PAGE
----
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Local residents honored at HVHS Annual Meeting

by Amie Rukenstein

At its Annual meeting September 24, held in the Charles Fish Barn of the Howell Living History Farm Visitor’s Center,  the Hopewell Valley Historical Society honored three long-time residents who have made great contributions to the preservation of and education about local history over the years. Following, we have reprinted the laudatory remarks made about Nancy Ceperley, Betty Davis, and Doug Dixon at the meeting. The meeting also featured fascinating talks by eminent archaeologists who discussed their work at local sites.

Featured Talks

The meeting, which marked the Society’s 48th year, featured talks on “The Archaeology of Two Hopewell Farms” by Michael Gall, principal senior archaeologist at Richard Grubb and Associates, and Hopewell Township resident Richard Hunter, President/Principal Archaeologist at Hunter Research. As promoted by the Society: Gall described the Moore Family Farmstead on Scotch Road. “That archaeological work was undertaken in advance of construction for the Capital Health Medical Center in Hopewell and revealed important clues about the mid-18th-century Moore family. Hunter spoke about the archaeological work undertaken at  the Phillips Family of Pleasant Valley, part of Howell Living History Farm. Over the course of the 18th and 19th centuries, the Phillips’ farmed, milled, and smithed in the Valley. The house of blacksmith John Phillips no longer exists but the house of his farmer/grist miller son Henry still exists on the grounds of Howell Living History Farm.” You can view the talks here, courtesy of the Historical Society.

Nancy Ceperley – William L Kidder Public History Award

Nancy Ceperley. Photo courtesy Washington Crossing Park Association

HVHS Trustee Karl Niederer made the following remarks about Nancy Epperly:

Nancy Carter Ceperley has served as historian, interpreter, curator, and caretaker of the Johnson Ferry House in Washington Crossing State Park since the 1980s, but her awareness of the park and its history dates back to her youth.  Nancy’s family, the Carters, moved to the island section of Titusville in the early 1960s, and both her parents became deeply involved in the colonial and Revolutionary history of the Crossing and the park as founders of a friends’ organization and as hands-on volunteers and historic reenactors for a variety of programs and activities. 

It took a few years, however, for Nancy herself—an art student at Temple University—to discover the passion for history and dedication her parents had for the park.  Nancy made her way into the Johnson Ferry House first as a temporary seasonal employee in 1982, then as a part-timer, and by 1987 as a full-time park staff member.  In the decades since, Nancy has delved deeply into the site’s history, researching state archives and other primary sources to understand the fullness of its significance over a span of nearly three centuries.  Her enthusiastic public presentation of the Ferry House relates it to the famous 1776 Crossing of course, but also tells its story spanning earlier three decades as a colonial farmstead, ferry operators’ home, and tavern, and after the Revolution as a working farm into the early 20th century.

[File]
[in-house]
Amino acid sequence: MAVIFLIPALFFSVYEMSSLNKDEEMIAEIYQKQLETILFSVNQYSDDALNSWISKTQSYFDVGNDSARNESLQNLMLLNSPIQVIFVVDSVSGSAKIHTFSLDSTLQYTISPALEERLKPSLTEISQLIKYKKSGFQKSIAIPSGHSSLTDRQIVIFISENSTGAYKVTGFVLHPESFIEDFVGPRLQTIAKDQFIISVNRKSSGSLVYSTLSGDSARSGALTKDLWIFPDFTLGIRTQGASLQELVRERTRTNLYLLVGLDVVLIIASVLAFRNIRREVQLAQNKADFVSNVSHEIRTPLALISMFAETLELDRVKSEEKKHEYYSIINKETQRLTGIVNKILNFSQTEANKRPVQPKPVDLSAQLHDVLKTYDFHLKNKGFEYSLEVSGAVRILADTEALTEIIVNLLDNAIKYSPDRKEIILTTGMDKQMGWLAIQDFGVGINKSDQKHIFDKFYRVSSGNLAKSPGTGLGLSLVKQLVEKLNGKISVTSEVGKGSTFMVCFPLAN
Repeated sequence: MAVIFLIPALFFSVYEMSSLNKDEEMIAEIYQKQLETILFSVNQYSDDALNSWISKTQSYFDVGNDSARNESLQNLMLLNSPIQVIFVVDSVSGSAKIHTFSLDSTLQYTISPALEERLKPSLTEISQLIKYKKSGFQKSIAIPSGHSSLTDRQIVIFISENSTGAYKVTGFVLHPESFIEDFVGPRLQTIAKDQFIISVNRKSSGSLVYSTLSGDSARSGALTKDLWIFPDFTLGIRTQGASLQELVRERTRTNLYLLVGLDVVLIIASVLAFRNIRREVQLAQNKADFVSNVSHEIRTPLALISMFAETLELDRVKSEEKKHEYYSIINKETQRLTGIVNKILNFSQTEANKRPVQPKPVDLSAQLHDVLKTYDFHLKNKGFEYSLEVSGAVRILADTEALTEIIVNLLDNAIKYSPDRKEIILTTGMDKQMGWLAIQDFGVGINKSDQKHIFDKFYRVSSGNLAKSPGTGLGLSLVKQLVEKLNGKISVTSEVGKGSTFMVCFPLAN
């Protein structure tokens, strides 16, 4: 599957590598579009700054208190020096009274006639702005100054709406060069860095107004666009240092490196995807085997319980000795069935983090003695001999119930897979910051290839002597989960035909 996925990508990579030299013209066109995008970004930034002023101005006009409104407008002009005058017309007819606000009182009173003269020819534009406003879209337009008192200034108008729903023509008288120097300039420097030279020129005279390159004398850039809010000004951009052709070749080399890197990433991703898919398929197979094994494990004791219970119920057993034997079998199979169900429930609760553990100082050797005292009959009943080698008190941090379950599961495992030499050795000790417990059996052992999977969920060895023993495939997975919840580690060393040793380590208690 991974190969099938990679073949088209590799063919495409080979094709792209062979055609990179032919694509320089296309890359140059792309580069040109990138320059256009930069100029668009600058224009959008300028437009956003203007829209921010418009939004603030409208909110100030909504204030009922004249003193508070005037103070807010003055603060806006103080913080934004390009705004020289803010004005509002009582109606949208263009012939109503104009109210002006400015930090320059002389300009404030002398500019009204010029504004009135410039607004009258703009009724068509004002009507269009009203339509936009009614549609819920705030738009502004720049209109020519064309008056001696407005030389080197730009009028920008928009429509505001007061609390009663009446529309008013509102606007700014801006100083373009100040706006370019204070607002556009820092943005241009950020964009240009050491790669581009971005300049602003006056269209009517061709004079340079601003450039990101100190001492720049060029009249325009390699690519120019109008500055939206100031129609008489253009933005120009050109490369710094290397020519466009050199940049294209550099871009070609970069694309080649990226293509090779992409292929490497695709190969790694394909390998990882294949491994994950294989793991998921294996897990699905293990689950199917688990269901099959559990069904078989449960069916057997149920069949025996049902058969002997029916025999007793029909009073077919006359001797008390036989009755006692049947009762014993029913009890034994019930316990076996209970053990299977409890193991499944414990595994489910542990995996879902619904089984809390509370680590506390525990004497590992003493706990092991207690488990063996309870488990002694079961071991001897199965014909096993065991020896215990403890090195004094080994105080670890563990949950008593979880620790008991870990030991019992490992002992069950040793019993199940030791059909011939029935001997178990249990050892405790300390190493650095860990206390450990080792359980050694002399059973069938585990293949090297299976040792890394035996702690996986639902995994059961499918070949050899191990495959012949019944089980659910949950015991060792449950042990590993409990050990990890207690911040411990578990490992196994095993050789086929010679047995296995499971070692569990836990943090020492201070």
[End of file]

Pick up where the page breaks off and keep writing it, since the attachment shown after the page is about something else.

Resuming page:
Shrinking state funding and staff support in recent decades has made Nancy’s work ever more challenging.  No longer does the park have full-time carpenters, gardeners, and even cleaning staff for the Ferry House.  Undaunted, Nancy not only performs curatorial and housekeeping duties for the house itself, but also farms a wonderful kitchen garden that showcases the great variety of foods and flowers that would have been grown on an 18th century farmstead and making it look attractive and interesting for visitors.

Still a Titusville resident, Nancy strives to tell visitors the complete history of this precious site, its role in agriculture, transportation and commerce, as well as its occupants’ home and farm life, education, social, cultural and spiritual life.  She tells of the impact of the First Great Awakening on the Johnson and Slack families—the Christian revival that swept American colonies in from the 1730s to the 1770s, sewing spiritual, cultural, and political seeds that led Americans to seek independence from Great Britain